In 1930 a new vicar, Reverend Lionel Foyster moved in with his family and the poltergeist activity started up again, with Reverend Foyster keeping written records of the incidents as they occurred. Much of this seemed to centre on their young adopted daughter Adelaide, who was mysteriously locked in her room, dragged out of her bed and attacked by some unseen entity. The written reports were sent to Price and after the Foyster’s quit the rectory in 1935, he took up a tenancy on the haunted building for a year in order to undertake further investigations. He got together a group of people who stayed at Borley Rectory at the weekends to observe and record any paranormal occurrences that took place.
Borley Rectory was destroyed by fire in 1939 after the new owner knocked over an oil lamp and the house burst into flames. It was subsequently demolished, but strange happenings have since been reported in the grounds and nearby churchyard. The spectral nun was seen once more in one of the shattered windows before the house was knocked down and the Mr Price himself, while excavating in the ruined cellars in 1943, unearthed a couple of bones he claimed were from a woman’s skeleton.
Harry Price died of a heart attack in 1948 and shortly afterwards some of his colleagues from the Society for Psychical Research published a book called ‘The Haunting of Borley Rectory’ where they stated that at least some of the supposedly paranormal events had been staged by Harry Price himself and yet more were the result of natural causes. The nail in the coffin of the authenticity of Borley Rectory’s hauntings was driven in when Marianne Foyster, the Reverend Lionel’s wife, confessed she had made up many of the reports of ghosts and had enjoyed playing pranks on her husband to scare him and get him to believe.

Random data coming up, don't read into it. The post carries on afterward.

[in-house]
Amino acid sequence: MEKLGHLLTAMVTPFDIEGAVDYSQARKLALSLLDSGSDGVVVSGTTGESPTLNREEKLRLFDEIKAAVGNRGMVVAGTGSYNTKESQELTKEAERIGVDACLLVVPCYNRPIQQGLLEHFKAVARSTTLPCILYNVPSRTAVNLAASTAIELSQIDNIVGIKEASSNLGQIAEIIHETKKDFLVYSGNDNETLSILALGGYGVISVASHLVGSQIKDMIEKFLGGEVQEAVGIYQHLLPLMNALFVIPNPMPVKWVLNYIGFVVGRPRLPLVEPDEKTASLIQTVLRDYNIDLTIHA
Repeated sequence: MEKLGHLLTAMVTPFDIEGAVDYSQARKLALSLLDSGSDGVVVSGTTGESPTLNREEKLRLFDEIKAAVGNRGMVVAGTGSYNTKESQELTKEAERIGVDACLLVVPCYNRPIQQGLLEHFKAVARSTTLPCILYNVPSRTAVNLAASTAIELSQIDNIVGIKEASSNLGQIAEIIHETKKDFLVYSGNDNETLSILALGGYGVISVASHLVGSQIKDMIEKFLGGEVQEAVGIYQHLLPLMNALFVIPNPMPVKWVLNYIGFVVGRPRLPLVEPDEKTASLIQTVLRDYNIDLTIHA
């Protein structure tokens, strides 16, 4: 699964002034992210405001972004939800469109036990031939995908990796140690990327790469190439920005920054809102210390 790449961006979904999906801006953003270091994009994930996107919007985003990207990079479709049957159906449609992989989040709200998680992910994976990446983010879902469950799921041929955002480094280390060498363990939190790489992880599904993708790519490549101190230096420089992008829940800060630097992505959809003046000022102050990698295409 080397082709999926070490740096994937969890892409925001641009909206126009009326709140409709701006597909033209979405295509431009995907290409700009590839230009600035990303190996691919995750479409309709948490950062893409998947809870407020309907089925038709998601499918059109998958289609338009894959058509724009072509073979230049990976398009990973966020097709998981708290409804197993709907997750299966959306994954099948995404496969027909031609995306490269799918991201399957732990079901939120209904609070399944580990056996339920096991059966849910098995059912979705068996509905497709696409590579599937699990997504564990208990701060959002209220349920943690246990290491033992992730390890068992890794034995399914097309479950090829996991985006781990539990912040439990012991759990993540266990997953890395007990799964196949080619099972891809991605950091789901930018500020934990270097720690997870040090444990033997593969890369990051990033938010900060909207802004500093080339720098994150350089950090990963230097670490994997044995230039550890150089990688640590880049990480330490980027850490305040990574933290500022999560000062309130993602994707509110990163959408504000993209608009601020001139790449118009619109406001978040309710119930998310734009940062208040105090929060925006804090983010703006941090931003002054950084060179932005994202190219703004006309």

So did Harry Price fake paranormal activity and spirit communication for his own ends? Perhaps, for the publicity? Several of even his longest standing colleagues thought so and he certainly had the conjuring skills and showmanship to pull it off. But whether he did or didn’t produce some of the psychic experiences himself, there is no doubting that he added greatly to our knowledge of British hauntings, séances, and the paranormal. He put together the first protocols for undertaking a ghost hunt under scientific conditions and founded and nurtured societies and organisations which are still investigating ghosts and the occult today.
Harry Price Collection:
Harry Price - Wikipedia - http://en.wikipedia.org/wiki/Harry_Price
Borley Rectory - Wikipedia - http://en.wikipedia.org/wiki/Borley_Rectory
Harry Price Website - http://www.harrypricewebsite.co.uk